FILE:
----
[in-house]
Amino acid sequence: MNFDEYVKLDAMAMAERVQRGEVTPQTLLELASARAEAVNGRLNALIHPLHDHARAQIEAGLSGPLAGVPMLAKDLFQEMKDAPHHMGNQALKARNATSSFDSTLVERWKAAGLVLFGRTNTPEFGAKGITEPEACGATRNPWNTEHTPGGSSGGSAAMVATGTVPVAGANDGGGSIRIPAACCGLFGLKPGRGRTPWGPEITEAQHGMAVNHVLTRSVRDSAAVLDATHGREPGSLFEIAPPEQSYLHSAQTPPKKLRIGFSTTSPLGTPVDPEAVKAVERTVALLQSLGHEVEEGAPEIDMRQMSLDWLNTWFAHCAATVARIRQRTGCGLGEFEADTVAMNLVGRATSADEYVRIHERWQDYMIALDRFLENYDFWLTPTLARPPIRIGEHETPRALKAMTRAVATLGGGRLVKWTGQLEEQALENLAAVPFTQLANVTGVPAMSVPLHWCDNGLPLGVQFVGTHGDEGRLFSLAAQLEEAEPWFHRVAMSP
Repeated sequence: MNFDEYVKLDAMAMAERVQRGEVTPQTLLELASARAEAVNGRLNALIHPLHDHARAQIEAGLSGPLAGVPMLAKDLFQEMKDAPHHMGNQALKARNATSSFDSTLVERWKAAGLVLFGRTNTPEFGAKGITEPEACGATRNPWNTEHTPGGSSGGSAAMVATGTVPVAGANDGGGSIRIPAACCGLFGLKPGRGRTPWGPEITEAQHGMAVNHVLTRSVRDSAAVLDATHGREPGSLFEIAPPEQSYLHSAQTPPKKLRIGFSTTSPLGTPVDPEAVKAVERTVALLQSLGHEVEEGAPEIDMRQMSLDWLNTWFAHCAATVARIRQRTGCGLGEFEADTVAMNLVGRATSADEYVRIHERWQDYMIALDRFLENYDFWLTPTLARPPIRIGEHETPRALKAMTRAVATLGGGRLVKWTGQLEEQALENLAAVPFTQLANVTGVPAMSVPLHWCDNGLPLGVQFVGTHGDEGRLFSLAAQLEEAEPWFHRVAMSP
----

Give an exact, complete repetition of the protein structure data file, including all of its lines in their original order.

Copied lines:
[in-house]
Amino acid sequence: MNFDEYVKLDAMAMAERVQRGEVTPQTLLELASARAEAVNGRLNALIHPLHDHARAQIEAGLSGPLAGVPMLAKDLFQEMKDAPHHMGNQALKARNATSSFDSTLVERWKAAGLVLFGRTNTPEFGAKGITEPEACGATRNPWNTEHTPGGSSGGSAAMVATGTVPVAGANDGGGSIRIPAACCGLFGLKPGRGRTPWGPEITEAQHGMAVNHVLTRSVRDSAAVLDATHGREPGSLFEIAPPEQSYLHSAQTPPKKLRIGFSTTSPLGTPVDPEAVKAVERTVALLQSLGHEVEEGAPEIDMRQMSLDWLNTWFAHCAATVARIRQRTGCGLGEFEADTVAMNLVGRATSADEYVRIHERWQDYMIALDRFLENYDFWLTPTLARPPIRIGEHETPRALKAMTRAVATLGGGRLVKWTGQLEEQALENLAAVPFTQLANVTGVPAMSVPLHWCDNGLPLGVQFVGTHGDEGRLFSLAAQLEEAEPWFHRVAMSP
Repeated sequence: MNFDEYVKLDAMAMAERVQRGEVTPQTLLELASARAEAVNGRLNALIHPLHDHARAQIEAGLSGPLAGVPMLAKDLFQEMKDAPHHMGNQALKARNATSSFDSTLVERWKAAGLVLFGRTNTPEFGAKGITEPEACGATRNPWNTEHTPGGSSGGSAAMVATGTVPVAGANDGGGSIRIPAACCGLFGLKPGRGRTPWGPEITEAQHGMAVNHVLTRSVRDSAAVLDATHGREPGSLFEIAPPEQSYLHSAQTPPKKLRIGFSTTSPLGTPVDPEAVKAVERTVALLQSLGHEVEEGAPEIDMRQMSLDWLNTWFAHCAATVARIRQRTGCGLGEFEADTVAMNLVGRATSADEYVRIHERWQDYMIALDRFLENYDFWLTPTLARPPIRIGEHETPRALKAMTRAVATLGGGRLVKWTGQLEEQALENLAAVPFTQLANVTGVPAMSVPLHWCDNGLPLGVQFVGTHGDEGRLFSLAAQLEEAEPWFHRVAMSP